Mexican cuisine is very popular and although many of the herbs are available in supermarkets, especially in the Southwest U.S., it is also fun to grow your own so you can experiment with some of the more unusual flavors. Find plants or seed at local specialty nurseries or online companies. Here are a few favorites to grow to add to your Mexican recipes:
Chile Peppers (Capsicum annuum) - Widely used as a spice or vegetable in cooking. The spice is used in well-known dishes such as chile con carne, but can also be made into your own special chili powder with cumin, garlic and oregano. The fruit is eaten cooked or raw for its hot flavor.
Cilantro (Coriandrum sativum) - The perfect herb for salsa and adds a fresh flavor to even canned ingredients especially tomatoes, however experiment with a small amount because it does have a strong, unique flavor that some think tastes like soap.
Cumin (Cuminum cyminum) - Adds a unique warm, earthy flavor to dishes and is a common element in four classic blends including chili powder.
Epazote (Chenopodium ambrosioides) - An acquired taste as it is slightly bitter and musky with a hint of lemon. It is especially popular for flavoring beans of any kind and helps reduce some of the “negative” effects of eating beans.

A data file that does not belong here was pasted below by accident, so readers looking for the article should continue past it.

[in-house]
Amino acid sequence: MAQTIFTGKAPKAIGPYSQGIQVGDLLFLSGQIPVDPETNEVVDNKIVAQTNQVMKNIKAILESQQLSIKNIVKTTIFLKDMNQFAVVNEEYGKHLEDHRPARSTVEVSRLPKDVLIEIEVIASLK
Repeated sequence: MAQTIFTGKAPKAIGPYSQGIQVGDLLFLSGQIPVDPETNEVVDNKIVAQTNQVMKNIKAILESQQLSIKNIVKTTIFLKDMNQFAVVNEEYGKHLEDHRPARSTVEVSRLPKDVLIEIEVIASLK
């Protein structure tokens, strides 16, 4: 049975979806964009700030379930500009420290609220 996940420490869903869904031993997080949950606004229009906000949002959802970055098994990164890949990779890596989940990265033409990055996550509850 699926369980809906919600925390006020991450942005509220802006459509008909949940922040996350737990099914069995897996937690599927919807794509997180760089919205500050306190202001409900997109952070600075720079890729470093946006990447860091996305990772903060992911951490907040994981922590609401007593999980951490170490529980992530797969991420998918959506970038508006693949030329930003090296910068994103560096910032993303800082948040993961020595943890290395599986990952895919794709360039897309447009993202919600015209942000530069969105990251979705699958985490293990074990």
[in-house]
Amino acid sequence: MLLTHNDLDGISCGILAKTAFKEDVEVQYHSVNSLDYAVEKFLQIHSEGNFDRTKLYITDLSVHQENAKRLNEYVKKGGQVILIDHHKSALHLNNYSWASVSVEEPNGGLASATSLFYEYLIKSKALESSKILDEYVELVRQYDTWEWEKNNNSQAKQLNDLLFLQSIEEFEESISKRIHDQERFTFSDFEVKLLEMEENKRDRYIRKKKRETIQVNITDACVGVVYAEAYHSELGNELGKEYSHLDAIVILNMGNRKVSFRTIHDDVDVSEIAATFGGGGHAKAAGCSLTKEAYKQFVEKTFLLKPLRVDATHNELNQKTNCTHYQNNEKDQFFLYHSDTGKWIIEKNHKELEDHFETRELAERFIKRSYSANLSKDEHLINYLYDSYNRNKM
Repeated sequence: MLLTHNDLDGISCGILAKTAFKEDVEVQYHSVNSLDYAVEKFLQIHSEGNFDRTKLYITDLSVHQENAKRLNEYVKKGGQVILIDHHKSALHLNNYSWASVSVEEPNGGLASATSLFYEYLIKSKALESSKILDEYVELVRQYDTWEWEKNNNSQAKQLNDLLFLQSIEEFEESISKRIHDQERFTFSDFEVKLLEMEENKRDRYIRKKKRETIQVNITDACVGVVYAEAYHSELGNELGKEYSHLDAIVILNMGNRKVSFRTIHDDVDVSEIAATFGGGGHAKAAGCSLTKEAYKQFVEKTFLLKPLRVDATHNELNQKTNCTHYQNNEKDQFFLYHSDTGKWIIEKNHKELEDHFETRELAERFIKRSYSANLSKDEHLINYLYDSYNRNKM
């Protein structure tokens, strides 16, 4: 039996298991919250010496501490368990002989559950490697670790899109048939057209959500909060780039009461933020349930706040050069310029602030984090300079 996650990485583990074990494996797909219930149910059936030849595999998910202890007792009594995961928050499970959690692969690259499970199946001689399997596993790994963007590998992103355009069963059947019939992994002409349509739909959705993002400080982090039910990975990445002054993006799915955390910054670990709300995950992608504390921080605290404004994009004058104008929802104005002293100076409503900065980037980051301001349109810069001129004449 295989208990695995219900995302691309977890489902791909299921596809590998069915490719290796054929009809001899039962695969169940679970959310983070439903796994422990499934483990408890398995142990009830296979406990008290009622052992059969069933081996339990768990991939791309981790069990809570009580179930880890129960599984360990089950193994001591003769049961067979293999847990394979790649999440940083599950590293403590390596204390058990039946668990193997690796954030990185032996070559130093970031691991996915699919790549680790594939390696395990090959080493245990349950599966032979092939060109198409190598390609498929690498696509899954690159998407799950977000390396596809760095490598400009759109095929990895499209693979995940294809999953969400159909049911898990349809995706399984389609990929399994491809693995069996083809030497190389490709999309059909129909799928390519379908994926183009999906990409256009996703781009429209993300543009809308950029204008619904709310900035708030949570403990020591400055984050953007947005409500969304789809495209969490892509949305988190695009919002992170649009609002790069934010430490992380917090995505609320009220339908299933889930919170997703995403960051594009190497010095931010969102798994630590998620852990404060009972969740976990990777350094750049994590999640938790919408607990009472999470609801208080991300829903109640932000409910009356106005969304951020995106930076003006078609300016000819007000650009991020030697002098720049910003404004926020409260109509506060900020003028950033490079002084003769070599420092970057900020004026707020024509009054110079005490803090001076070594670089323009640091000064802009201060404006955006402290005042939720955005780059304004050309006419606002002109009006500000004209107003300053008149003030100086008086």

Garlic (Allium sativum) - As indispensable as salt.
Garlic Chives (Allium tuberosum) - Fresh, sharp bite of garlic, this chive adds zest to many dishes without the peeling and chopping!
Hoja Santa (Piper auritum) - The complex flavor is not easily described, but typically used fresh to wrap tamales for cooking and as an essential ingredient in mole verde.
Mexican Mint Marigold (Tagetes lucinda) - Milder yet more anise-like, the leaves may be used in any dish calling for French tarragon plus the bright blossoms are also edible!
Nasturtium (Tropaeolum majus) - Entire plant is edible with a slightly peppery honey-lemon taste plus the seeds can even be ground and used as a replacement for pepper.
Mexican oregano (Lippia graveolens) - Utilized as a spice throughout Mexico, the flavor complements many dishes including pinto beans and soups.
Flat-leaf parsley (Petroselinum crispum var. neopolitanum) - Faint peppery tang which can be added to most any dish plus lessens the need for salt, adds color and thus visual appeal, compliments the flavor of other herbs, lightens the taste of garlic and the odor of fish, and stretches homemade sauces
Tomatillo (Physalis philadelphica) - Key ingredient in fresh and cooked Latin American green sauces
“Let us not become weary in doing good,
for at the proper time we will reap a harvest if we do not give up.
Therefore, as we have opportunity, let us do good to all people,
especially to those who belong to the family of believers.”